Practices of white neocolonialism in Detroit are evident in the Detroit Future City plan.  In 2013, the city government released this 50-year plan through the Detroit Works Project, a public-private partnership. The Detroit Works Project governance consists of an assembly of “public agencies and private actors” (Clement and Kanai 376). The Detroit Future City plan (DFC) advocates a reduction in public services to the city’s highest vacancy and impoverished neighborhoods, shifting these services to actively developing or gentrifying neighborhoods (Jay and Conklin 41). The plan also calls for the repurposing of the high-vacancy neighborhoods into blue and green infrastructure such as urban farms, retention ponds, and greenways. The plan is an apt representation of neocolonialism in Detroit, as the high-vacancy areas deemed “empty” by the plan were home to more than 90,000 people. (Safransky 238). Clement and Kanai’s analysis of the DFC plan concluded that the rezoning strategy would disproportionately impact Detroit’s poorest and  most isolated residents. Below, Figure 1 displays the DFC’s rezoning plan. The DFC deemed these zones as “moderately vacant.” Clement and Kanai refute this determination. Instead, they found relatively low vacancy rates and observed “entire blocks of well-maintained, single-family homes with the usual signs of residential life characteristics of mid- to low-density American neighborhoods” (379). Their study details how the presence of the Black population in Detroit is being actively erased by the technocratic imaginary, zoned for removal through “green” restoration. The DFC plan only works to further the racialized spatial injustices experienced by the Black population of the city. 

In “The Right to the City,” David Harvey argues that the ability for residents to shape our cities is one of the most fundamental human rights, but one that is often ignored. Harvey’s concepts developed in “The Right to the City” ring true in Detroit. Harvey writes, “A process of  displacement and what I call ‘accumulation by dispossession’ also lies at the core of the urban  process under capitalism. It is the mirror image of capital absorption through urban redevelopment and is giving rise to all manner of conflicts over the capture of high value land  from low income populations that may have lived there for many years” (276). In Detroit,  Black residents overlooked and ignored by large-scale planning processes do not have a “right to the city.” Harvey writes, “The right to the city, as it is now constituted, is far too narrowly confined, in most cases in the hands of a small political and economic elite who are in the position to shape the city more and more after their own particular heart’s desire” (277). Private and quasi-private interests hold the right to the city in Detroit. The Black population is forced to suffer and adapt as their city is altered by private interests that treat existing populations as invisible at best and expendable at worst.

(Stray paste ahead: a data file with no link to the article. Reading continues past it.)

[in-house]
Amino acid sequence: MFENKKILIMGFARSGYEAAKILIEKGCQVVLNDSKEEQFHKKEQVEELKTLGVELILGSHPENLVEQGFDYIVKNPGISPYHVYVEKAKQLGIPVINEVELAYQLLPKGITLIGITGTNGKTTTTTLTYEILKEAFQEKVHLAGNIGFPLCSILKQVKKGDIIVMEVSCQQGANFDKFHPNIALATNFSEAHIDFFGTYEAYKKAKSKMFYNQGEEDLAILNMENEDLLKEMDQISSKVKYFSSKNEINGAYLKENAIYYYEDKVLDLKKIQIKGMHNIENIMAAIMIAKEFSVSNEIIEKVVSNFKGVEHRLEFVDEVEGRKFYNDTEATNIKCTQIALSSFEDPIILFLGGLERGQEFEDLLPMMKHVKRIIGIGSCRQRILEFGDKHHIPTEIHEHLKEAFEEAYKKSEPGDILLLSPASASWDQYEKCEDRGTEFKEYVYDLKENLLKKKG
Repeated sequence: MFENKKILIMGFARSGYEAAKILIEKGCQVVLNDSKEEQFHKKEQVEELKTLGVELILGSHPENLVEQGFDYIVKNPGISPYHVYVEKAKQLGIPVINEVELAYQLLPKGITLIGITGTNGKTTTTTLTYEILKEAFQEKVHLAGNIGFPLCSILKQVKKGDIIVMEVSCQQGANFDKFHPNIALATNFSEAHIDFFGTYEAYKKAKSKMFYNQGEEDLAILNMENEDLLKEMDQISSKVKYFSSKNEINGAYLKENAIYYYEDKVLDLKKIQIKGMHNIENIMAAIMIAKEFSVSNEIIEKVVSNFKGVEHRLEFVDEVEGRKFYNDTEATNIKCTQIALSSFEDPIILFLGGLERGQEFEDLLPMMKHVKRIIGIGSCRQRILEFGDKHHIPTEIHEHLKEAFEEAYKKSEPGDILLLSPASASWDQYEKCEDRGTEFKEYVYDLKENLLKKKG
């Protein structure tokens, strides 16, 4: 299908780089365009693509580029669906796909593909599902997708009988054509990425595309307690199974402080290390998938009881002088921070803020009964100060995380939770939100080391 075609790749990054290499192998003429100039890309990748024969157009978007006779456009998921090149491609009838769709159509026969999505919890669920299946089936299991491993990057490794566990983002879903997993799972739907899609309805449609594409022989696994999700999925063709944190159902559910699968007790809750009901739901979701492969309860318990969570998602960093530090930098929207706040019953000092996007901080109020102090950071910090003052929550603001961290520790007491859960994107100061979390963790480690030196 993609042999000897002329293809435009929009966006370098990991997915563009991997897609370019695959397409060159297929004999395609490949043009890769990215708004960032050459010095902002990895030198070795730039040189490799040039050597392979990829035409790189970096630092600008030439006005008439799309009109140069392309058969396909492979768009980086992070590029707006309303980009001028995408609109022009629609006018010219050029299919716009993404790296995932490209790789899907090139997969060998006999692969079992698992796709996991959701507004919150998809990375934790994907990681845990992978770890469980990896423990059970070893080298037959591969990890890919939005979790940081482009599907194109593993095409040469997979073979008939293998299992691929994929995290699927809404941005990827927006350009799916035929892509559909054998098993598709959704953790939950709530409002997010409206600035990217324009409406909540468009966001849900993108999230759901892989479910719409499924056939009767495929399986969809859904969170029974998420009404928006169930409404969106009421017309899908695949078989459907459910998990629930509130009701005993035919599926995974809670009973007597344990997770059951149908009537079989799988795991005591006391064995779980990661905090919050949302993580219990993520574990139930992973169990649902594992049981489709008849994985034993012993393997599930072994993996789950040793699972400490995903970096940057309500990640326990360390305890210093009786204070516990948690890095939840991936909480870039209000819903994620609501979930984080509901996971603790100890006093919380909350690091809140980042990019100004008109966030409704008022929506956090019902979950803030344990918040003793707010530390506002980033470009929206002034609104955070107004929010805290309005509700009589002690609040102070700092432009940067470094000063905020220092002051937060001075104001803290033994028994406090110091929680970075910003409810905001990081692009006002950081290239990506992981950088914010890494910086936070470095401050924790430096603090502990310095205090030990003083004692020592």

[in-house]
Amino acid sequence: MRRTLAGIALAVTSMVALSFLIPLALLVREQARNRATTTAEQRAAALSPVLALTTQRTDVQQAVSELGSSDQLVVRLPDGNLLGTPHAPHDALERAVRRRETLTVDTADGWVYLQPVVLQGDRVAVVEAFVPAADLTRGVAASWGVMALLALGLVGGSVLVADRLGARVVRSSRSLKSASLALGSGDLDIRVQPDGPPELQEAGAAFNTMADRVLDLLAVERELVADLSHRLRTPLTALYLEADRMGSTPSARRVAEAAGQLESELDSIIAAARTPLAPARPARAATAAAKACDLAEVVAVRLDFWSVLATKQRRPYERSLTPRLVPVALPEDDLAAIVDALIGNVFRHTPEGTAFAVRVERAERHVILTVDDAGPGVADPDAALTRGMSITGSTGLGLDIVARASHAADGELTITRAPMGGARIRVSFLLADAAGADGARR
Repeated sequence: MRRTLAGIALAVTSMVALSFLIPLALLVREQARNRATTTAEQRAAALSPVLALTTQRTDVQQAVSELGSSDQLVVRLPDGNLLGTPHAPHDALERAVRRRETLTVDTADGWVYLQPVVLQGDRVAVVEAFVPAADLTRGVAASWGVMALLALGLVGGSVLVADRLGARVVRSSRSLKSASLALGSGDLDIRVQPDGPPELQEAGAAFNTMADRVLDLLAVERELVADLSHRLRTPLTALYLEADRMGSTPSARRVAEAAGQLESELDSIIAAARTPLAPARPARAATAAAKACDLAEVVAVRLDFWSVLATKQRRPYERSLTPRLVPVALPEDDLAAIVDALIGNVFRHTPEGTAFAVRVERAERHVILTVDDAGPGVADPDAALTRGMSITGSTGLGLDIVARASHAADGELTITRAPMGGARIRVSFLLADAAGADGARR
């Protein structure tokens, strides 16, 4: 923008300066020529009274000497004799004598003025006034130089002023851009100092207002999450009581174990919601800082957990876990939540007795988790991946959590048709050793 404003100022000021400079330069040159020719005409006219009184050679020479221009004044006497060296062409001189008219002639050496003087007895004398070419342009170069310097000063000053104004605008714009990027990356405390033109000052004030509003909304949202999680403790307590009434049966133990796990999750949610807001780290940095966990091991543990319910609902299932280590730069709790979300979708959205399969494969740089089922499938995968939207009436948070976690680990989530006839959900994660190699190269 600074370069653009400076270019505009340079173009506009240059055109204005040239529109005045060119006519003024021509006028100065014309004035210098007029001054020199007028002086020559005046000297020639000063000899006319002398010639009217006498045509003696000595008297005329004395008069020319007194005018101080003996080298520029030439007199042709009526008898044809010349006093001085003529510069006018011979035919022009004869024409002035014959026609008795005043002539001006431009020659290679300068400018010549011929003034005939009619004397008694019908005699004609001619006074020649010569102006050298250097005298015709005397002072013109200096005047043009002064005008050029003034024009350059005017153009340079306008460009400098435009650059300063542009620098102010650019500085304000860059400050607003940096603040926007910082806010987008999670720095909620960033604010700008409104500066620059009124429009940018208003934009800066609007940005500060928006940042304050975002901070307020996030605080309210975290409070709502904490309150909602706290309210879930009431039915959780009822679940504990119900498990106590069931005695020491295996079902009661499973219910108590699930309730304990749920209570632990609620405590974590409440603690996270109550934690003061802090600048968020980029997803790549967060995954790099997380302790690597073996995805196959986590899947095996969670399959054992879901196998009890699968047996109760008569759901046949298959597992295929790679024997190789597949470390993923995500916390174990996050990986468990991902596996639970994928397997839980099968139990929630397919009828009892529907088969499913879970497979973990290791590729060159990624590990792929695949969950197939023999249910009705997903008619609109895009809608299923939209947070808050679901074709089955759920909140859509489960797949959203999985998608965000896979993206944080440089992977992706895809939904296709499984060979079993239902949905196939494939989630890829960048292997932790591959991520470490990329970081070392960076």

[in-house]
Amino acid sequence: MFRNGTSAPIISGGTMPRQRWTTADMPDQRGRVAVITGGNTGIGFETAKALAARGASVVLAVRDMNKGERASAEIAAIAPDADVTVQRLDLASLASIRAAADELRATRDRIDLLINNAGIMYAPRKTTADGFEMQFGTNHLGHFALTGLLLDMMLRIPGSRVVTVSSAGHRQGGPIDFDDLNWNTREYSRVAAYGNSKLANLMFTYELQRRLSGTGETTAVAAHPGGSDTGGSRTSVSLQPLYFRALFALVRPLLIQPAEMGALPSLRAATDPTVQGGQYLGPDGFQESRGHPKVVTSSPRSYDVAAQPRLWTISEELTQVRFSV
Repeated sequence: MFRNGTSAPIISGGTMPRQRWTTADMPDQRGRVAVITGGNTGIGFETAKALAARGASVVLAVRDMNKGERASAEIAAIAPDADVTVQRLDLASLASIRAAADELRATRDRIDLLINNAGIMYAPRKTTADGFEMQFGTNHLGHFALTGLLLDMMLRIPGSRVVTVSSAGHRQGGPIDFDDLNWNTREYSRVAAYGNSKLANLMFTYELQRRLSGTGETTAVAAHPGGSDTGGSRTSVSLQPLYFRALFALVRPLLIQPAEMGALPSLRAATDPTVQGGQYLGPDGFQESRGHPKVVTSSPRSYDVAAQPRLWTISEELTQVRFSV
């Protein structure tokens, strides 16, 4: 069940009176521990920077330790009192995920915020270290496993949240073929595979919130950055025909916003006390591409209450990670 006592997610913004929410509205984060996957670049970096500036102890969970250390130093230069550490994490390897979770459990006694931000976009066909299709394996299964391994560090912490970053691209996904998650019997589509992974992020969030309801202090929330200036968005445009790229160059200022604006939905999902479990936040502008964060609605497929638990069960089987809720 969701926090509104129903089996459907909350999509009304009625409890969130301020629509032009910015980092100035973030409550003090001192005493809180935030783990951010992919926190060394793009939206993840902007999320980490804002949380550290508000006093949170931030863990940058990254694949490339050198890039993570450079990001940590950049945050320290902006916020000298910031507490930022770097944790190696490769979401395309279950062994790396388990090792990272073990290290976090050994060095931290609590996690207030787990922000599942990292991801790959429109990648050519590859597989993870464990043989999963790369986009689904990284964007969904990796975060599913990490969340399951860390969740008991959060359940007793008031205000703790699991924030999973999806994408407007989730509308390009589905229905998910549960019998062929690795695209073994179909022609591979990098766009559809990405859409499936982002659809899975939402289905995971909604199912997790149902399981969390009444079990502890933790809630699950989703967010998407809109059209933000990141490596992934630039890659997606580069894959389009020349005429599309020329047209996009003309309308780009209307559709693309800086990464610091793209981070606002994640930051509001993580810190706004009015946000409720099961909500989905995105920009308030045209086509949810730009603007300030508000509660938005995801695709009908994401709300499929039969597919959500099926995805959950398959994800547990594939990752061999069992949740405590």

“New” Detroit 

The infusion of private capital into select areas of Downtown has caused a wave of gentrification in the city and a selective redevelopment aimed towards the new-coming white professionals. This uneven “urban renaissance” has been hailed as a great success by the national media. Between 2010  and 2015, the white population of Detroit increased by 14,000 people, a 25 percent increase. During this same period, Downtown rents have nearly doubled (Jay and Conklin 38). Dan Gilbert, owner of Quicken Loans, has been the main driver of the “revitalization” Downtown.  Bedrock, Gilbert’s real estate company, is now Detroit’s largest landlord (Crawford). It’s clear that Detroit is making progress in some selected sections of the city but the question to consider is progress for whom? So far, the main benefactors to the “redevelopment” of Detroit have been private capital and higher-income in-movers.

Economic development in select parts of Detroit have increased job growth. But, besides the gentrifying neighborhoods of Midtown and Greater Downtown, the  legacy of racialized employment divide has remained strong. In the Figure 1 below, we can see how the employment divide between the suburbs and the city remains strong (Abello). The only difference in recent years is the selected areas of the city where employment has grown. Further, these  new employment opportunities, especially the well-paying ones, have been mainly taken by commuters from the suburbs. Native Detroiters mainly leave the city for low-paying jobs in the  suburbs. Oscar Abello writes in City Lab, “An estimated 158,000 commuters come into the city for work, 59 percent of whom earn more than $40,000 per year. Meanwhile, an estimated 112,000 Detroiters leave the city for work, 36 percent of whom earn $15,000 a year or less.” This  pattern is shown below in Figure 2.